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Eddie spends the rest of his life obsessively writing novels like Sixty Times, his roman à clef about his 60 seductions by Marion. Ted is a failed novelist who gets rich and famous writing creepy children's stories based on tales he tells Ruth (such as The Mouse Crawling Between the Walls). Marion abandons Ruth, Ted, and Eddie and becomes a successful pseudonymous novelist. And Ruth becomes the most richly celebrated writer of them all because of her early training by Ted, who not only told her stories, but also helped her craft narratives to explain their home's many photographs of her brothers, who died in a gory car wreck the year before she was born. Grief over the boys is why Ruth's mother does not dare to love her.
Ruth, Irving's first female main character, works brilliantly, first as an imaginative, almost Salingeresque child coming to terms with her bewildering family, then as a grownup striving to understand her mother's motives--or at least to track her down. Ted is a mordantly funny caricature, interestingly sinister and plausibly self-justifying when most inexcusable. Eddie is a lovable schlemiel, yet not too sentimentally drawn. And what set pieces Irving can write! The story of the boys' death is horrific and effective in dramatizing the character of Ted, who narrates it. Ted's attempted murder by a spurned lover is as hilarious as the VW-down-the-marble-stairway scene in A Prayer for Owen Meany (which has been adapted by Disney Studios), though not quite on a par with the celebrated "Pension Grillparzer" episode in The World According to Garp (reissued in a 20th anniversary edition by Modern Library).
Irving has the effrontery to get away with practically any scene that comes into his head--Ruth winds up an eyewitness to a hooker's murder in Amsterdam, a Dutch detective starts tracking her down (just as Ruth is hunting Marion), and the multiple plot strands all converge in a finale that neatly echoes the opening scene. It's all done with the outrageously coincidental yet minutely realistic brio of Charles Dickens, with a sad, self-conscious jokiness like that of Irving's mentor, Kurt Vonnegut. --Tim Appelo --This text refers to an out of print or unavailable edition of this title.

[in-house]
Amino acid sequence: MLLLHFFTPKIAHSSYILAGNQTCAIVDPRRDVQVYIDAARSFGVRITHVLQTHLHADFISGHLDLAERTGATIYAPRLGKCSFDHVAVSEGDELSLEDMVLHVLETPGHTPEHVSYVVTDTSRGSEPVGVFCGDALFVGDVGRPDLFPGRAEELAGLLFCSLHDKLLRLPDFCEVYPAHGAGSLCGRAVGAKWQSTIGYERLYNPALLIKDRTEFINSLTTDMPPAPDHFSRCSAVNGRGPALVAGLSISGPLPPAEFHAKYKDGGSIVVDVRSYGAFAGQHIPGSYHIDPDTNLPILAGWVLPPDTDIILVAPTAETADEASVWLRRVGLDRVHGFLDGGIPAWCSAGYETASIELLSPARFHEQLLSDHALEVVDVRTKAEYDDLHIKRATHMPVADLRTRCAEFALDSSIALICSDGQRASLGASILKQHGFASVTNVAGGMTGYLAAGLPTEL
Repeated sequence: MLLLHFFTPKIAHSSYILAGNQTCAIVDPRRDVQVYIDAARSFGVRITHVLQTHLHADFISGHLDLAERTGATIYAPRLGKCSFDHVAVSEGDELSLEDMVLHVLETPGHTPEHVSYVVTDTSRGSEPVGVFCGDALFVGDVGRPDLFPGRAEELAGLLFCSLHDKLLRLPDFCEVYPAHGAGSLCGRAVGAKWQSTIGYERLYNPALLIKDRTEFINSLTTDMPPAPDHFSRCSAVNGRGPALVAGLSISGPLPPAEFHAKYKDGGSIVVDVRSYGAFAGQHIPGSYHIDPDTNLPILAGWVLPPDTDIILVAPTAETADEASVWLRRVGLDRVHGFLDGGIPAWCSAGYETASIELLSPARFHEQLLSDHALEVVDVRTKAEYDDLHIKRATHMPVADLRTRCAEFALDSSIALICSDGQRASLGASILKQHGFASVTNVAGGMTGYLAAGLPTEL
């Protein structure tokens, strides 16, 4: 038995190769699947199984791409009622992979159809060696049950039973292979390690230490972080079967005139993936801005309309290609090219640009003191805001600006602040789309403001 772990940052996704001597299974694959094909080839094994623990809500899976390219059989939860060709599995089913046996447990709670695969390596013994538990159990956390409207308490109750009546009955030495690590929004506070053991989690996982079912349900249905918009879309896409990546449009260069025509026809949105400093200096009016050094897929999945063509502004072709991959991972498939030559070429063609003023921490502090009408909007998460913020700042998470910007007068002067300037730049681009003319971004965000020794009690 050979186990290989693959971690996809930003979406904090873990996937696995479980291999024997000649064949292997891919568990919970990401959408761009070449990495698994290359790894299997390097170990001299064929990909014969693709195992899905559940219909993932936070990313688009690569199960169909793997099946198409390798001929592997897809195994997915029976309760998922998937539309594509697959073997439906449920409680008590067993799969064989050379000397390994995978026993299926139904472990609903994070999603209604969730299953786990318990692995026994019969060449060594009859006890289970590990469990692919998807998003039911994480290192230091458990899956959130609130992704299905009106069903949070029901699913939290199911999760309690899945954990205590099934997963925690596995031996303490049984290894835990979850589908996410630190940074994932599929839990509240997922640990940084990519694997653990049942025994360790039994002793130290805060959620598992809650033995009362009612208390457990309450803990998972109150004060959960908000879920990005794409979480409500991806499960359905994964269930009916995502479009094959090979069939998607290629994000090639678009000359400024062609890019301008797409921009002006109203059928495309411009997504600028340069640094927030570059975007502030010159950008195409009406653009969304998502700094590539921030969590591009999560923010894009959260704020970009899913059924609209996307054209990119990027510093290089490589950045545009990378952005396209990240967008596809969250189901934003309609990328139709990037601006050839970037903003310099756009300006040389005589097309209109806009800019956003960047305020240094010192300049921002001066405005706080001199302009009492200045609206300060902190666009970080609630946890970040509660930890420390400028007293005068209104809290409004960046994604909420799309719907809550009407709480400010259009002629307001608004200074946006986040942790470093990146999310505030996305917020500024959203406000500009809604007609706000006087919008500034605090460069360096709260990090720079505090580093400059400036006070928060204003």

They just don't make books like that anymore.
Many of his others, while I have enjoyed them, have put me off a little because the characters and/or the plot is a bit over the top, just too quirky for me.
John Irving's tragic novels are the most emotionally moving stories mainly because one develops a deep caring for the characters.
Complex story of the epic and multi generation type. Superb and detailed writing. This is long in the Irving tradition or trademark and just when I thought I had enough, there was... Read morePublished 2 days ago by Nancy Rossman
John Irving is an idolized writer, and he deserves it.
I am just an average, avid reader with no academic credentials that apply here. Read more
Excellent read again by John Irving, several plot twists that blow you away. Just when you think you know where he's going he gives you gut punch. Read morePublished 1 month ago by peter curtin
A log time in coming, but finally finished. A bit too cute on the resolution but, as always with John Irving, compelling characters with bizarre sexual hang ups.Published 2 months ago by M. Skeldon
The Door in the Floor section was the best but I also enjoyed the travel bits in later chapters. The book contains some obvious padding but it was enjoyable nevertheless.Published 2 months ago by Willie